Kiss Goodbye to Muscle Theory

Human movement is a very complex event.  The only explanations we have of how human movement works are incomplete  shadows of the truth.

I watched all 30 minutes of a talk by Serge Gracovetsky in three videos in which he makes some funny jokes about how silly the last batch of theories about human movement were.  He stays humble about the likelihood that his theories will soon be obsolete if we keep having intelligent discussions about the subject.

There is a lot of insightful stuff here, I recommend people watch it all the way through if you have the time.  He points out that muscle simply can not account for the amount of lifting force Olympic weightlifters generate.  These guys are lifting 5 times more than what the muscles themselves can lift.  He also points out that it IS POSSIBLE to lift without using muscle, at which point I shouted at the screen, "That should be the goal!  It's time to redefine optimum!"  As I've said elsewhere, weight lifters should train standing up in small boats on the ocean, or like Sherpas do, walking along the edges of cliffs.

Gracovetsky attacked me personally by saying that babies move in the same way that people with back pain move.  He made me think; if  that highly suspicious statement were in fact true, what do they have in common?  He argues that people with back pain have some kind of fascia problem and that babies have yet to develop fascia.  But I would challenge that babies bones can not support much force with out bending, and people with back pain are trying to avoid the compression which happens when the bones are weighted.  So what they have in common is that they are both avoiding putting weight on the bones.

He points out that the periosteum (the thin layer of tissue which surrounds the bone) has the fastest nerve cells in the body.  This explains several martial arts phenomenon.  For instance, in fighting, structure trumps strength.  Why?  Because the fighter who uses structure feels the actions of the fighter who uses strength even before he feels them himself, which allows the structure fighter to change and maneuver to control the fight.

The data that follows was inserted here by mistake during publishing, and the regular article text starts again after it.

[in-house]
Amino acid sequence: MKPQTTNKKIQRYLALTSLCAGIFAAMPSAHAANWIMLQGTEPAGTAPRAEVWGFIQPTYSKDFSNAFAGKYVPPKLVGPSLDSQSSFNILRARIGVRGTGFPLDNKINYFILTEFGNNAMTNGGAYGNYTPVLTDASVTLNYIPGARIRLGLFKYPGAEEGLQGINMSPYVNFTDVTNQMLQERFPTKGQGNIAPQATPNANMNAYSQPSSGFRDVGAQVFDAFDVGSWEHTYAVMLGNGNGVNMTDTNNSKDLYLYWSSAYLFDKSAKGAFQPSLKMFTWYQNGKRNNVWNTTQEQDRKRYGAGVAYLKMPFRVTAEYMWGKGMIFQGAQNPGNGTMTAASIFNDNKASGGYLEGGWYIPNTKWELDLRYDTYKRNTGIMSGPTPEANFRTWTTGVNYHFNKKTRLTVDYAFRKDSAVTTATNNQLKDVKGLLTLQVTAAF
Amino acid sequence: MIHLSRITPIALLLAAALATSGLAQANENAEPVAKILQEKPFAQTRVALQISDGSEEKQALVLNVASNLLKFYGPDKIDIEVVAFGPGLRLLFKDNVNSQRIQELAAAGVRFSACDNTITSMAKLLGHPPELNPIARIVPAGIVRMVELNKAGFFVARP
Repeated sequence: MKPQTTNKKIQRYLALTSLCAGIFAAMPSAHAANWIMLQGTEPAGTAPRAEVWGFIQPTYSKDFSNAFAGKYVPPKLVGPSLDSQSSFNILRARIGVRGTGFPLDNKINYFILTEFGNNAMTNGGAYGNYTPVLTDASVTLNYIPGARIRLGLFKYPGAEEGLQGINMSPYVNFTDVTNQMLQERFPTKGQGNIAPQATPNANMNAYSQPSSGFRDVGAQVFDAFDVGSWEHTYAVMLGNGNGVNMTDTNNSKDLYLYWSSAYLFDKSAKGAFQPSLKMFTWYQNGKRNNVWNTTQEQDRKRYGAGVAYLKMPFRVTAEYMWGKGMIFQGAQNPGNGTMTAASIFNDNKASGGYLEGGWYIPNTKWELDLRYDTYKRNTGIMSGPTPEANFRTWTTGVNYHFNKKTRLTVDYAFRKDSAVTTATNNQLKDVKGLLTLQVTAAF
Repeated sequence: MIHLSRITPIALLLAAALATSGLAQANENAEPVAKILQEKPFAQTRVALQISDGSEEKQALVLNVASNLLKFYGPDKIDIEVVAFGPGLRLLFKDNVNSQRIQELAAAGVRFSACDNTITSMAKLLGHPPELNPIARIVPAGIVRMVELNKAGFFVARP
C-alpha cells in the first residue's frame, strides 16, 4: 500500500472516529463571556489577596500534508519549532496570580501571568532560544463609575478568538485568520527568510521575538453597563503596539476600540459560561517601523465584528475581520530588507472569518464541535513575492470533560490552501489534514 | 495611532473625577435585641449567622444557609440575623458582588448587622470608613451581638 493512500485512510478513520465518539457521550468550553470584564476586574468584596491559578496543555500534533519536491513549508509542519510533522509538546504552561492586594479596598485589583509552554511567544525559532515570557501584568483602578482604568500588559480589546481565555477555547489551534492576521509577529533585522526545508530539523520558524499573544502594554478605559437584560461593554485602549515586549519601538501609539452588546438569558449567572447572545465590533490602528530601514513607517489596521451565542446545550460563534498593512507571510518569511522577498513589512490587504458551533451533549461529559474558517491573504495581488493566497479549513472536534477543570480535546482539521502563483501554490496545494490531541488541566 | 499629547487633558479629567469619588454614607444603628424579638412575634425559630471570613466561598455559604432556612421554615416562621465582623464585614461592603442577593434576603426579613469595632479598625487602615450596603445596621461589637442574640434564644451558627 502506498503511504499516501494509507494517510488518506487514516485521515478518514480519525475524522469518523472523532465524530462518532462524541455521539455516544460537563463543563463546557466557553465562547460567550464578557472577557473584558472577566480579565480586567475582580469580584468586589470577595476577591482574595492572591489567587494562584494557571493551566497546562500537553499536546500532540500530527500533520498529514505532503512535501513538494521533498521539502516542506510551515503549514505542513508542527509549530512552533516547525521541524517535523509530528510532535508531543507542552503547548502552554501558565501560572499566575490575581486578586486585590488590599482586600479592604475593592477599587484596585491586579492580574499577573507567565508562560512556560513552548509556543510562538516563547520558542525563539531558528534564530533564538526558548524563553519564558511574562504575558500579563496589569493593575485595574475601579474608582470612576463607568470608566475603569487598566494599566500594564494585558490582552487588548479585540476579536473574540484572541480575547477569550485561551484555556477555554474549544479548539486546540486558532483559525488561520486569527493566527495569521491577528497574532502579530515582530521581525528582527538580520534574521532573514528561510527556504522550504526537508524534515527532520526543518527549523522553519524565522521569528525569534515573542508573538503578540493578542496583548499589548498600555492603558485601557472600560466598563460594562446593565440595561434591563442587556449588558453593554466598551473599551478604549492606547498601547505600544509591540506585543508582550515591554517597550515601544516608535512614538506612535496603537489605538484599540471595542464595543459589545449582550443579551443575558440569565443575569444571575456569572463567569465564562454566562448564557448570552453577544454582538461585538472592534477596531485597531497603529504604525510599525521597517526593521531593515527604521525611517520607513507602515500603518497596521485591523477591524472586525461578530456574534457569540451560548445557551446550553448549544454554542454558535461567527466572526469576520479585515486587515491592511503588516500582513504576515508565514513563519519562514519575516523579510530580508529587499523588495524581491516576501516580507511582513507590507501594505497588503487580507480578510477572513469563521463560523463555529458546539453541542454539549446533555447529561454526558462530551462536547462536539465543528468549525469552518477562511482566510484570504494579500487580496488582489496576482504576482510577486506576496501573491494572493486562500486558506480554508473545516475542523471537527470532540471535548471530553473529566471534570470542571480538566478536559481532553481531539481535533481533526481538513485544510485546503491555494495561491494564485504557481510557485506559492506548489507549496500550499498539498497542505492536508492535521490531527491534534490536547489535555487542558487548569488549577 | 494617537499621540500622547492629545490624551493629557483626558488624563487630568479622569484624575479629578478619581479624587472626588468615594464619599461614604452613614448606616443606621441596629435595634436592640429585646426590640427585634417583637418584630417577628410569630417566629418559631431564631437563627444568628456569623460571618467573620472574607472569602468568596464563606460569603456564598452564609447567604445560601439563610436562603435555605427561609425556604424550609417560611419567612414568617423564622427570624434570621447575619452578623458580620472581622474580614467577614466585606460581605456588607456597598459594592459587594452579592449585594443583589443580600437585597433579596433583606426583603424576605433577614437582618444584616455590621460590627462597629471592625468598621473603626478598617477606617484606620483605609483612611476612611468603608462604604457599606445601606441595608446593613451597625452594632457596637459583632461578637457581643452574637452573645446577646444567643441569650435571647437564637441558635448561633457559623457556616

But, of course, liquid mass combined with momentum trumps structure.  When a football player is tackling you the gods of structure start looking for a new home pretty quickly.  Gracovetsky finishes by explaining that instability should be the goal because soft tissue can do amazing things but only for about a third of a second before it starts stretching and deforming.  So we have to keep moving.  He doesn't explain it, but allow me to follow his logic a little further.  The periosteum gives us instant feedback, it tells us the instant we are using bone instead of soft tissue.  When our weight is on the bones some of our muscles are probably already engaging to maintain our structure, even if we don't feel it yet.  This structural tension makes us instantly vulnerable to liquid mass attacks.  So our goal as internal martial artists should be to stay in soft tissue movement.  As Gracovetsky explains, when soft tissue is allowed to rearrange itself it is four times stronger than muscle strength supported by bone.

All this bio-mechanics is fun, but as I said in the last post, there is nothing here about what the mind should be doing.  In a fight, if I can get my opponent's mind to go inside his own body, that is a huge advantage for me.  Because mind lost is time lost.

Keep watching, it stays good all the way through to the end. [hat tip: I-mon]